This page shows you the list charts. By default, the movies are ordered by how many times they have been marked as a favorite. However, you can also sort by other information, such as the total number of times it has been marked as a dislike.
Back in the 1990’s there was a considerable cultural stir within the film community. Several companies, notably one owned by mogul Ted Turner, were indulging in a process called colorization. Simply put, this process took films created in black and white and added color to them (much as old post cards had once been colored). This was done in an effort to interest younger viewers in older films and thus make them more commercial. Many, many film buffs were appalled.
Most of those who spoke out against the process took the tack of exalting monochromatic photography, admittedly beautiful but considered by some to be somewhat passé in the modern film era. As part of this campaign, many of the colorization opponents condemned any use of color in film. Maybe a certain something did get lost when films went almost completely to color, but this argument was facile. The great, and wise, director-writer John Huston noted that color could be a great tool in the hands of a film maker who knew how to use it and what to do with it. And he should have known since he used color to great effect in many of his films.
What the anticolorization crowd missed was the fact that color in some form or another has existed almost has long as cinema itself. Indeed, the first color motion picture was released in 1912. The perfected three-strip Technicolor process didn’t arrive until 1935 but that still gave film makers many years in which to use it. The process was costly and thought to work best for musicals, comedies, big, spectacular films such as Gone with The Wind or special projects such as the animated films of Walt Disney.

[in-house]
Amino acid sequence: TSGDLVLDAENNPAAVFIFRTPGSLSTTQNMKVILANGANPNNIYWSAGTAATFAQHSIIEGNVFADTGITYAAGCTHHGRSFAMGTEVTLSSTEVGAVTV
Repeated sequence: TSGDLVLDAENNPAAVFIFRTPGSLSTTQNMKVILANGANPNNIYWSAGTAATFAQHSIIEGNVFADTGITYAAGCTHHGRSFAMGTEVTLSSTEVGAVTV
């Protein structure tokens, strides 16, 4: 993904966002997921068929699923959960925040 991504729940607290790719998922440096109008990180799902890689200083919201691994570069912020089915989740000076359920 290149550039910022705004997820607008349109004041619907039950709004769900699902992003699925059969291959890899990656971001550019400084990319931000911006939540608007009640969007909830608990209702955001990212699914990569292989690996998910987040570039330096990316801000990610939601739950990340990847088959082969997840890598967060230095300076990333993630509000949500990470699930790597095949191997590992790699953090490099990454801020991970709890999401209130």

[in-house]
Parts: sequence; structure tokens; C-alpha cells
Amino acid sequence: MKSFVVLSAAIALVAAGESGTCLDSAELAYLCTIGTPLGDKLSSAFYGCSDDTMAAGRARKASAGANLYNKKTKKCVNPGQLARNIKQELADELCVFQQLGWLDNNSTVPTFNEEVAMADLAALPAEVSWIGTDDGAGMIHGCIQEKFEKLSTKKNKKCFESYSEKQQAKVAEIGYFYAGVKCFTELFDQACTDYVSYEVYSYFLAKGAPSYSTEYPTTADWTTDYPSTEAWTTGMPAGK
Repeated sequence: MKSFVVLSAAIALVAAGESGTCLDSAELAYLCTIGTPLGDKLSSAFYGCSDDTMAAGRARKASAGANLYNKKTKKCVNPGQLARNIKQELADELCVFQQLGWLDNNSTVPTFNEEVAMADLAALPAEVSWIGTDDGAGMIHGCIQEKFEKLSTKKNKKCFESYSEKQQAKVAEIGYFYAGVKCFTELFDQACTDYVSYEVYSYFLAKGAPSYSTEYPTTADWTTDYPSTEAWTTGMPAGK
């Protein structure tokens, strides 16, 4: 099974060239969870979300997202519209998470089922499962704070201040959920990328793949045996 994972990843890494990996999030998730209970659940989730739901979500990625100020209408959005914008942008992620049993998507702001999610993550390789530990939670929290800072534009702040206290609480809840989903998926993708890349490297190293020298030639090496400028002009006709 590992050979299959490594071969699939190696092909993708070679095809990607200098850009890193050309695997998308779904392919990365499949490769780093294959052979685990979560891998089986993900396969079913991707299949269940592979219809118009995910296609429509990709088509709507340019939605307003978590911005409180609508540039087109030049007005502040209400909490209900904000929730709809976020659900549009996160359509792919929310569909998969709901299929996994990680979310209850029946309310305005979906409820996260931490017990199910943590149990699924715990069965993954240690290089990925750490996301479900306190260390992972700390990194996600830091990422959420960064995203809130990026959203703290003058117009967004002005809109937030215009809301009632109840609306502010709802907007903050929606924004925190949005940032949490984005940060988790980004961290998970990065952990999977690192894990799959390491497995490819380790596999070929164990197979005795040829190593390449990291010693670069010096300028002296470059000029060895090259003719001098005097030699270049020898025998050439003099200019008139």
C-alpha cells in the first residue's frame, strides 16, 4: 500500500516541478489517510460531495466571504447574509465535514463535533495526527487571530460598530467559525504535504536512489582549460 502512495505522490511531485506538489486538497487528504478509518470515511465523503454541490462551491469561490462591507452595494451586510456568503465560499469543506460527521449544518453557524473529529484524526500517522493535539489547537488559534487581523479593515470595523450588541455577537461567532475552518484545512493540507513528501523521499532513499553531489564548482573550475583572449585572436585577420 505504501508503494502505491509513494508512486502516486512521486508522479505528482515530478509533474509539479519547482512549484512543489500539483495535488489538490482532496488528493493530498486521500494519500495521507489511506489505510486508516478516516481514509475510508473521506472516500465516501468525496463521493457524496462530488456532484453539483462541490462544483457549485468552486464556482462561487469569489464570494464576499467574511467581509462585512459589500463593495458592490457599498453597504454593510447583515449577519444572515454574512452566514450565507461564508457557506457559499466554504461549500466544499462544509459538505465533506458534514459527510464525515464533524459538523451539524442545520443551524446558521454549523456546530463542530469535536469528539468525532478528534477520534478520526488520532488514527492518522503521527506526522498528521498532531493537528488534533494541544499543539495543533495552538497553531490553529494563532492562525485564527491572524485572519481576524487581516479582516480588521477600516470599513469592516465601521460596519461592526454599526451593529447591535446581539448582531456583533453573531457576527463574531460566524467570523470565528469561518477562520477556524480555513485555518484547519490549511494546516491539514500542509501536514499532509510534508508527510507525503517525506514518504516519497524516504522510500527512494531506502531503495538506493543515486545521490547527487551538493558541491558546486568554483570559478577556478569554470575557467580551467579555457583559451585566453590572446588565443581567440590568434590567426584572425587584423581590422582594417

However, after World War II, a more modern wave of thought started to creep into world cinema. Many noted directors started to use color as another means by which to effectively tell stories as part of their visual styles. Like the use of black and white, this was a creative decision—and that was what colorization was infringing upon.
Below are a number of outstanding examples of how skillful film makers can use color to superb effect.
Editing is one of the most important steps in any filmmaking process, and yet, if it is done well, it will often be ignored. Hollywood taught us that a good montage was “invisible,” impossible to notice.
These 20 examples defied the idea of montage as a passive construction and instead developed techniques to make this aspect not only visible, but emotionally impactful. From mastering old techniques to bringing “mistakes” purposely to a scene, editing has developed and enlarged its codes through time. In chronological order, here are 20 revolutionary works in film editing.
The world of cinema interest is ruled initially by actors, and secondly by directors. They always overshadow the other technical works in cinema, but for somebody getting into film, aspects like cinematography or editing are just as important to them.